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The winners of the inaugural Frieze Impact Prize — which recognizes three artists for creating work that contributes to the movement to end mass incarceration in the United States — were announced on Wednesday, with Dread Scott, Mary Baxter and Maria Gaspar each being awarded $25,000 for their artwork.
The prize, given in partnership with Art for Justice and Endeavor Impact, was selected by a jury including Endeavor CEO Ari Emanuel, founder of Art for Justice Fund Agnes Gund, Serpentine Galleries CEO Bettina Korek and chief curator and deputy director of curatorial and collections for the Lucas Museum of Narrative Art Pilar Tompkins Rivas.
Baxter, Gaspar and Scott will present iterations of their winning artworks at the third edition of Frieze Los Angeles in February 2022. The Frieze Impact Prize aims to expose the inequitable aspects of the criminal justice system and challenge its racially-biased public perceptions. Applications to the Frieze Impact Prize were open to U.S. based visual artists aged 18 or older, regardless of citizenship status, felony convictions, or formal training in art, with special consideration given to justice-involved artists.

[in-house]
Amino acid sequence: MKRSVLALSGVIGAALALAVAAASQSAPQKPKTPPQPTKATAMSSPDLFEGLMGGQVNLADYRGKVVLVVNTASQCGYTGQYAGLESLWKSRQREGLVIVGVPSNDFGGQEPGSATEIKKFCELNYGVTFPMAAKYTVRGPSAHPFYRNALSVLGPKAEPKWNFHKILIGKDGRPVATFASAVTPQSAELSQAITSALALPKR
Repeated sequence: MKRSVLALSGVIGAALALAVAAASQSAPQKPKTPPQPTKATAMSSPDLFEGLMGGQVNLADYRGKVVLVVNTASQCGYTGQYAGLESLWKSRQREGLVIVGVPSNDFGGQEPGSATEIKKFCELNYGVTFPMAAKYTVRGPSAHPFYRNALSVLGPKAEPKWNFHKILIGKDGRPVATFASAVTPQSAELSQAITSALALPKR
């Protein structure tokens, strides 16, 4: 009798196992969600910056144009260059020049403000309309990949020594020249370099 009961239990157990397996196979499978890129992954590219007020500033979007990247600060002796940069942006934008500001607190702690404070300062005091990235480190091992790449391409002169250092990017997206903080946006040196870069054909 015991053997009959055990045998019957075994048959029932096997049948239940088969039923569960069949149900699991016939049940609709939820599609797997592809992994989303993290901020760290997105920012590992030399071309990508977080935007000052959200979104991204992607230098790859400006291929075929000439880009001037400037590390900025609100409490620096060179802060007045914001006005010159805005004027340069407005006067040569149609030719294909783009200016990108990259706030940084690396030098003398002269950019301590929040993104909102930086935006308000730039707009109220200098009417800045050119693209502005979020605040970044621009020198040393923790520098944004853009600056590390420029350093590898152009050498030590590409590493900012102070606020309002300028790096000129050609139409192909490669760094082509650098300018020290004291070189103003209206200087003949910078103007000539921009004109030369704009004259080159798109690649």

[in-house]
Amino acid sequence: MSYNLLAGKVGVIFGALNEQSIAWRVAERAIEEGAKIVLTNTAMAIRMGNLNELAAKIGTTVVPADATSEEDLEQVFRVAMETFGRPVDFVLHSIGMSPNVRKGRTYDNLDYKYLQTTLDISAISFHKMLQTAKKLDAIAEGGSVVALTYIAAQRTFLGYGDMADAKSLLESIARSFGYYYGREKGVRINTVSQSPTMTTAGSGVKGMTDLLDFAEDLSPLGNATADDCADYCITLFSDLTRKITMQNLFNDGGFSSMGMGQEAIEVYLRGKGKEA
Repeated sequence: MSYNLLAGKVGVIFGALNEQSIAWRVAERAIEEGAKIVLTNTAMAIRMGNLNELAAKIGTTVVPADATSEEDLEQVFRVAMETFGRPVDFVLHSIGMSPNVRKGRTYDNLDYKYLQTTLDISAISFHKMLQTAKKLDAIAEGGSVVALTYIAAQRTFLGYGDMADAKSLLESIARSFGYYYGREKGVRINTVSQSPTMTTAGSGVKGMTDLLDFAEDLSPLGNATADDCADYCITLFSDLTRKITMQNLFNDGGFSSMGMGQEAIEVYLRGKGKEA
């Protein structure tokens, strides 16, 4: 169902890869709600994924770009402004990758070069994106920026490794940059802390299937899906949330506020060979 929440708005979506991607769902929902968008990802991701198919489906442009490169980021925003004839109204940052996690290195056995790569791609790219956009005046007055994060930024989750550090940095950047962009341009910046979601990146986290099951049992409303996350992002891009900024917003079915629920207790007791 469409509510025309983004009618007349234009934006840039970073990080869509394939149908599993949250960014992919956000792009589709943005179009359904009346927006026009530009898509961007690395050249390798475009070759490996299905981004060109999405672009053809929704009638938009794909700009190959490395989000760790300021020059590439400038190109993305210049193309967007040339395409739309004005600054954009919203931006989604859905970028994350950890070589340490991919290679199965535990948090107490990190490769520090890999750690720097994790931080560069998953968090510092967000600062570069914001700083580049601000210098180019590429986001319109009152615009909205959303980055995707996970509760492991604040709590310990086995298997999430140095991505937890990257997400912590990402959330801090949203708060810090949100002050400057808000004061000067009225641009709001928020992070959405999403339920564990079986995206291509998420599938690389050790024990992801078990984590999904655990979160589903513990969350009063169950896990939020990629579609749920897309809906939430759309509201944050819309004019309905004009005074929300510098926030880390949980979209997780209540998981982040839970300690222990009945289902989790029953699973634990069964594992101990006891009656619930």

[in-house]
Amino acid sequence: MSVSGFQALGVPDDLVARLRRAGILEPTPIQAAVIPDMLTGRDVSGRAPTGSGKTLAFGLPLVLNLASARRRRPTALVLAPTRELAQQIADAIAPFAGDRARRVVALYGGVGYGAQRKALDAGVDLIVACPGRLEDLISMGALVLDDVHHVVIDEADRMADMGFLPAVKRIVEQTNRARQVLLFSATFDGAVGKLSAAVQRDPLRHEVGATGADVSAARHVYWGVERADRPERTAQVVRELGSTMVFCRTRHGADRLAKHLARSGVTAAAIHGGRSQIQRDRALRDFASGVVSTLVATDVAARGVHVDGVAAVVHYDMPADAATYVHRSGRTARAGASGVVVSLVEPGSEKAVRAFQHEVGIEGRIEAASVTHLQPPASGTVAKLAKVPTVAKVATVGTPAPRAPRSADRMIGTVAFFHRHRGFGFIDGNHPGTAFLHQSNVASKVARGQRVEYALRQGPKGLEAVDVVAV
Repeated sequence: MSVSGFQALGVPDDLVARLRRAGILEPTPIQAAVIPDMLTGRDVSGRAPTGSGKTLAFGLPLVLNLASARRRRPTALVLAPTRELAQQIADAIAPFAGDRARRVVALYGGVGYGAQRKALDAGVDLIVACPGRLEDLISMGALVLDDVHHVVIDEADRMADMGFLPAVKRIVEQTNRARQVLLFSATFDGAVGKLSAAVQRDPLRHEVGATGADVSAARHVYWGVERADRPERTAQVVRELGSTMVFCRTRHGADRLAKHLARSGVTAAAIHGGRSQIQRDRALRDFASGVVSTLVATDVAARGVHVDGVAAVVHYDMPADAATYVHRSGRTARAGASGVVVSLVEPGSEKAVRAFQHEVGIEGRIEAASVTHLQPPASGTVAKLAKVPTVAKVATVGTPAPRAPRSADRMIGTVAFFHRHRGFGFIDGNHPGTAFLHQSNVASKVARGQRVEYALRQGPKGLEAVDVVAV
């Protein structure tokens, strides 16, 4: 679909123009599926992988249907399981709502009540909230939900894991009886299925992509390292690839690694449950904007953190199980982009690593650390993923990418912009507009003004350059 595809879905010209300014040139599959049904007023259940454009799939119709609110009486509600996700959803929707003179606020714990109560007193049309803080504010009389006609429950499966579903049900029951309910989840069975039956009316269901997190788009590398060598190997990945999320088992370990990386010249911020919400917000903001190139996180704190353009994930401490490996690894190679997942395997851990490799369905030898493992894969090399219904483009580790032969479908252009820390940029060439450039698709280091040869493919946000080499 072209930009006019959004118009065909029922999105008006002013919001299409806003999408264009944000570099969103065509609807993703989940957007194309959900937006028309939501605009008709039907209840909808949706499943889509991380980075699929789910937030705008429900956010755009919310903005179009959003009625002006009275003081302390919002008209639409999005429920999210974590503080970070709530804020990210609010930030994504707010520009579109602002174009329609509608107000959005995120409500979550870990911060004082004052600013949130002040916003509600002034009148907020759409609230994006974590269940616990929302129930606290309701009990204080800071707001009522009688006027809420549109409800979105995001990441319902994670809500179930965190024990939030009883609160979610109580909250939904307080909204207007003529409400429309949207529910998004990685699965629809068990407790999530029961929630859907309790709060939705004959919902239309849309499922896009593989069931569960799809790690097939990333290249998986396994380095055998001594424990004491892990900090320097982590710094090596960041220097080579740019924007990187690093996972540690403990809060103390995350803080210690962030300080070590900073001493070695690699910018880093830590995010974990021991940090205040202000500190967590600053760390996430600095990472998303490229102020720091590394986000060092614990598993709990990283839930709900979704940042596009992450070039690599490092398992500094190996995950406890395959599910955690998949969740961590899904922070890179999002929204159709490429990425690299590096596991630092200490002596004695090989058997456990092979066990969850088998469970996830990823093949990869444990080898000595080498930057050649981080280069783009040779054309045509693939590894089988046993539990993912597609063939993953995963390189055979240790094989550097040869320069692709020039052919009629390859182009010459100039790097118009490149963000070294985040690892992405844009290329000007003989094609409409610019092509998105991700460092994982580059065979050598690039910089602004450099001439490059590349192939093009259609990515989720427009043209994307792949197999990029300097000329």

“We’re proud that together, Frieze and Endeavor Impact are able to use our position and resources to create visibility for underrepresented artists – and to shine a light on the important issue of criminal justice reform,” Romola Ratnam, senior vp of social impact at Endeavor, said in a statement.
Baxter received the prize for her work “Ain’t I a Woman,” a multi-media installation comprised of audio, video and text, chronicling her life before, during and after incarceration with a look at motherhood and reproductive justice. Gaspar was selected for her project “Radioactive: Stories from Beyond the Wall,” in which she used audio recordings and animations projected onto the exterior of a jail and aimed to amplify the voices of incarcerated people while also creating a channel of communication between those on the inside and those on the outside. Scott was awarded the prize for “Wanted,” a community-based project that addresses the criminalization of Black and Latinx youth in the U.S., and includes public forums on the creation of “wanted” posters for activities that aren’t illegal but for which police harass youth.
The Frieze Impact Prize draws inspiration from Mark Bradford’s “Life Size,” a work created from an image of a police body camera. For Frieze Los Angeles 2020, this image was presented on posters throughout the city, as a large-scale billboard on location at Paramount Pictures Studios and as a limited-edition print series. Proceeds from sales of the print series went directly to the Art for Justice Fund. Founded by Gund, the “de-carceration” fund seeks to disrupt mass incarceration by funding artists and advocates working together to reform the criminal justice system.
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